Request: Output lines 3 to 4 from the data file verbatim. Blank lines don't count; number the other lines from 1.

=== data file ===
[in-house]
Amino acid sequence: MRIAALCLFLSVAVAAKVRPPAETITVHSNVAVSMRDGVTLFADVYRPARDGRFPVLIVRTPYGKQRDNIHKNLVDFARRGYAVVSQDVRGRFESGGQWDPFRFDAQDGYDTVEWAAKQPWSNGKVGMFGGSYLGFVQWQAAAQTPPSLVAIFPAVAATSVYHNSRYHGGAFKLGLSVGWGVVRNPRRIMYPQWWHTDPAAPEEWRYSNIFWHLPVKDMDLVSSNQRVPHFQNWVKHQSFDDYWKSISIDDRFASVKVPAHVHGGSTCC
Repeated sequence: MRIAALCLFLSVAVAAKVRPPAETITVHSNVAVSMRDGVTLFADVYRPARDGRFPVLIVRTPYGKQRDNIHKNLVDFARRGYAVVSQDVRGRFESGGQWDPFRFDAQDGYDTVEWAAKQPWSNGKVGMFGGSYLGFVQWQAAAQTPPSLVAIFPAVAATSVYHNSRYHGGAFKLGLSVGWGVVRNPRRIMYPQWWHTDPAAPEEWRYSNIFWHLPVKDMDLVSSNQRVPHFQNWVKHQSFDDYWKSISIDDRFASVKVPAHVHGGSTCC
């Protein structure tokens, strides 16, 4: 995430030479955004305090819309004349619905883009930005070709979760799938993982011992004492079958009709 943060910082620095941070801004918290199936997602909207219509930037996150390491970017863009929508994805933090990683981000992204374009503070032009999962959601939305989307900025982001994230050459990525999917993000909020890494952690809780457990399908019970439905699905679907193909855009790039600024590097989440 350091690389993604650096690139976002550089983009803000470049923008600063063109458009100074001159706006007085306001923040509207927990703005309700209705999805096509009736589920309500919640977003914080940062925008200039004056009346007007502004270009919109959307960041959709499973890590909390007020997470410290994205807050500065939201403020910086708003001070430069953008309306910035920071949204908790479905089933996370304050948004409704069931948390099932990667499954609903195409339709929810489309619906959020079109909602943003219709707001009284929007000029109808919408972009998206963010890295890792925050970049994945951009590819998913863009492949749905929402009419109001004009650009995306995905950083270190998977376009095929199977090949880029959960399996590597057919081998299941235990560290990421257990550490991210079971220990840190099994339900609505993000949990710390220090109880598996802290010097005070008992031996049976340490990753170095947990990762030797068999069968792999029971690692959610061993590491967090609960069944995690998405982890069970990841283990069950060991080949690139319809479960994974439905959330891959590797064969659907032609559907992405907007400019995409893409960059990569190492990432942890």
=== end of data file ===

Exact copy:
Repeated sequence: MRIAALCLFLSVAVAAKVRPPAETITVHSNVAVSMRDGVTLFADVYRPARDGRFPVLIVRTPYGKQRDNIHKNLVDFARRGYAVVSQDVRGRFESGGQWDPFRFDAQDGYDTVEWAAKQPWSNGKVGMFGGSYLGFVQWQAAAQTPPSLVAIFPAVAATSVYHNSRYHGGAFKLGLSVGWGVVRNPRRIMYPQWWHTDPAAPEEWRYSNIFWHLPVKDMDLVSSNQRVPHFQNWVKHQSFDDYWKSISIDDRFASVKVPAHVHGGSTCC
């Protein structure tokens, strides 16, 4: 995430030479955004305090819309004349619905883009930005070709979760799938993982011992004492079958009709 943060910082620095941070801004918290199936997602909207219509930037996150390491970017863009929508994805933090990683981000992204374009503070032009999962959601939305989307900025982001994230050459990525999917993000909020890494952690809780457990399908019970439905699905679907193909855009790039600024590097989440 350091690389993604650096690139976002550089983009803000470049923008600063063109458009100074001159706006007085306001923040509207927990703005309700209705999805096509009736589920309500919640977003914080940062925008200039004056009346007007502004270009919109959307960041959709499973890590909390007020997470410290994205807050500065939201403020910086708003001070430069953008309306910035920071949204908790479905089933996370304050948004409704069931948390099932990667499954609903195409339709929810489309619906959020079109909602943003219709707001009284929007000029109808919408972009998206963010890295890792925050970049994945951009590819998913863009492949749905929402009419109001004009650009995306995905950083270190998977376009095929199977090949880029959960399996590597057919081998299941235990560290990421257990550490991210079971220990840190099994339900609505993000949990710390220090109880598996802290010097005070008992031996049976340490990753170095947990990762030797068999069968792999029971690692959610061993590491967090609960069944995690998405982890069970990841283990069950060991080949690139319809479960994974439905959330891959590797064969659907032609559907992405907007400019995409893409960059990569190492990432942890």